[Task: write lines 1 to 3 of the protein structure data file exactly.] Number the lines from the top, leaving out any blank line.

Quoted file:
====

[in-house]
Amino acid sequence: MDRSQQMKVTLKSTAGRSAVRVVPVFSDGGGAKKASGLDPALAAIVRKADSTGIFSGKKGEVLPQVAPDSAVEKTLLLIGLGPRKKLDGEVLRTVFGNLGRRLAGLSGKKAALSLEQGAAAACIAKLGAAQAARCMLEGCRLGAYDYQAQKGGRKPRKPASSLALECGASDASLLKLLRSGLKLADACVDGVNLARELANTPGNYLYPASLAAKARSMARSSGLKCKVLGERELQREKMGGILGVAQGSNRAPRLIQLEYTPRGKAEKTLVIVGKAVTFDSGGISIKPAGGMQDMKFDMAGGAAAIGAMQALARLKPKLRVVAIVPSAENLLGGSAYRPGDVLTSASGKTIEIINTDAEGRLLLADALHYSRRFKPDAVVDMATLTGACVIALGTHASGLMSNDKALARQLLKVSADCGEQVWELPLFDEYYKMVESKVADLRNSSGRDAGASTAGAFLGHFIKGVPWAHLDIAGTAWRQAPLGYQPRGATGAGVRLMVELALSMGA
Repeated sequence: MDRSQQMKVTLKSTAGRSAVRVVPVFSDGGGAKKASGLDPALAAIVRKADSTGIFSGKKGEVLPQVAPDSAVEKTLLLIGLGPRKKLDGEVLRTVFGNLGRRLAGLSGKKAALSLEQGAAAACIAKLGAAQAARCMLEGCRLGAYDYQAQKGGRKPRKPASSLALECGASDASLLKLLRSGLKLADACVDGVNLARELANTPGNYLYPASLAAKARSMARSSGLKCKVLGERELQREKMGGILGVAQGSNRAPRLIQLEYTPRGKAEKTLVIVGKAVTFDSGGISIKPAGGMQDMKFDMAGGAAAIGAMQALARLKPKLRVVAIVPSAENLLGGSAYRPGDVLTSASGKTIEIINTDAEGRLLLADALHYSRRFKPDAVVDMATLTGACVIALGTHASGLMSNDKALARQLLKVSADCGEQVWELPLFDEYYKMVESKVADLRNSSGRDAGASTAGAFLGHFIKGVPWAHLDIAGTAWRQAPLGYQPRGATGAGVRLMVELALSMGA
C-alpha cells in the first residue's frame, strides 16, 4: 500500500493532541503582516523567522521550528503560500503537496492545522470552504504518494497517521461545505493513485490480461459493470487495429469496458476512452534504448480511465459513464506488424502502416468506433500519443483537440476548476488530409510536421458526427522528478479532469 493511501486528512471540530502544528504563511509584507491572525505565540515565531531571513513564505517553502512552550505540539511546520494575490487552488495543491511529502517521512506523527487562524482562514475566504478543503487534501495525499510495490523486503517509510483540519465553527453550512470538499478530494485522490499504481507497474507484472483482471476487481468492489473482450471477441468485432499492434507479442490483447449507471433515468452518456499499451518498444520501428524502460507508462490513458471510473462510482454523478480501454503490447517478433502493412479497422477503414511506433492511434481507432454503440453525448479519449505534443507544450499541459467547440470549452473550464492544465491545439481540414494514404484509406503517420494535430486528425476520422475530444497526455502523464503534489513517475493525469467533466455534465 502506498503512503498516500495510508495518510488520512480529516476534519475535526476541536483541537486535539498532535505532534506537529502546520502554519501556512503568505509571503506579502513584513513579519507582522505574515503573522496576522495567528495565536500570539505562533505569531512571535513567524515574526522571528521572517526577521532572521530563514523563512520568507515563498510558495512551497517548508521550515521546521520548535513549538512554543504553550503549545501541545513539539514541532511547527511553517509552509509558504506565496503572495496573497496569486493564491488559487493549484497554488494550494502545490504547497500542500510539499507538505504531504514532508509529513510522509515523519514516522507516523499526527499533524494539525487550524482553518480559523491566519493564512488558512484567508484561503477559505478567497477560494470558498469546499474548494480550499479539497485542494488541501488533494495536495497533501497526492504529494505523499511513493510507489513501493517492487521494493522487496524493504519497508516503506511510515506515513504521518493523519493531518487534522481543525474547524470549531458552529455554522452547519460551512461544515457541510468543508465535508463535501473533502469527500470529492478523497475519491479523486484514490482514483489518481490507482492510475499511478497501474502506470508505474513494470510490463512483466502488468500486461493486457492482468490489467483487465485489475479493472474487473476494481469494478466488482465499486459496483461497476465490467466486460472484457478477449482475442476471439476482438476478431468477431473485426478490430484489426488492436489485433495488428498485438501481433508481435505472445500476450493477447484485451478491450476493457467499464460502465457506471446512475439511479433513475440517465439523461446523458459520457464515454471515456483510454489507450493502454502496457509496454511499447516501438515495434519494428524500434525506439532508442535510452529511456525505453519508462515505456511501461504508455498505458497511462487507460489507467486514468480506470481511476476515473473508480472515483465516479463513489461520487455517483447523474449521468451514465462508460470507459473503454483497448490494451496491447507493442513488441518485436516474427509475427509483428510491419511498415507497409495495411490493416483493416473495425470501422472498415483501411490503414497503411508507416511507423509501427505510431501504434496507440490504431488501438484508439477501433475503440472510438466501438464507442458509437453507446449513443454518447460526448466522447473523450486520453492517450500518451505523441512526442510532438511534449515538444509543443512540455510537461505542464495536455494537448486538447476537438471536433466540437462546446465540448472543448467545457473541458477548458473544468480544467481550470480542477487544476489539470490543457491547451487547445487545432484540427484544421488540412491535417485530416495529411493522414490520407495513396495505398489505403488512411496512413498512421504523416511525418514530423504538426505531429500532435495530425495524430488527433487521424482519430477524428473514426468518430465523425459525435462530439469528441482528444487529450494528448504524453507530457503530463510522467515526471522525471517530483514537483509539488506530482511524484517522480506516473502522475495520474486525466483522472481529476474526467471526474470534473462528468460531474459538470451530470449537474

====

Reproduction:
[in-house]
Amino acid sequence: MDRSQQMKVTLKSTAGRSAVRVVPVFSDGGGAKKASGLDPALAAIVRKADSTGIFSGKKGEVLPQVAPDSAVEKTLLLIGLGPRKKLDGEVLRTVFGNLGRRLAGLSGKKAALSLEQGAAAACIAKLGAAQAARCMLEGCRLGAYDYQAQKGGRKPRKPASSLALECGASDASLLKLLRSGLKLADACVDGVNLARELANTPGNYLYPASLAAKARSMARSSGLKCKVLGERELQREKMGGILGVAQGSNRAPRLIQLEYTPRGKAEKTLVIVGKAVTFDSGGISIKPAGGMQDMKFDMAGGAAAIGAMQALARLKPKLRVVAIVPSAENLLGGSAYRPGDVLTSASGKTIEIINTDAEGRLLLADALHYSRRFKPDAVVDMATLTGACVIALGTHASGLMSNDKALARQLLKVSADCGEQVWELPLFDEYYKMVESKVADLRNSSGRDAGASTAGAFLGHFIKGVPWAHLDIAGTAWRQAPLGYQPRGATGAGVRLMVELALSMGA
Repeated sequence: MDRSQQMKVTLKSTAGRSAVRVVPVFSDGGGAKKASGLDPALAAIVRKADSTGIFSGKKGEVLPQVAPDSAVEKTLLLIGLGPRKKLDGEVLRTVFGNLGRRLAGLSGKKAALSLEQGAAAACIAKLGAAQAARCMLEGCRLGAYDYQAQKGGRKPRKPASSLALECGASDASLLKLLRSGLKLADACVDGVNLARELANTPGNYLYPASLAAKARSMARSSGLKCKVLGERELQREKMGGILGVAQGSNRAPRLIQLEYTPRGKAEKTLVIVGKAVTFDSGGISIKPAGGMQDMKFDMAGGAAAIGAMQALARLKPKLRVVAIVPSAENLLGGSAYRPGDVLTSASGKTIEIINTDAEGRLLLADALHYSRRFKPDAVVDMATLTGACVIALGTHASGLMSNDKALARQLLKVSADCGEQVWELPLFDEYYKMVESKVADLRNSSGRDAGASTAGAFLGHFIKGVPWAHLDIAGTAWRQAPLGYQPRGATGAGVRLMVELALSMGA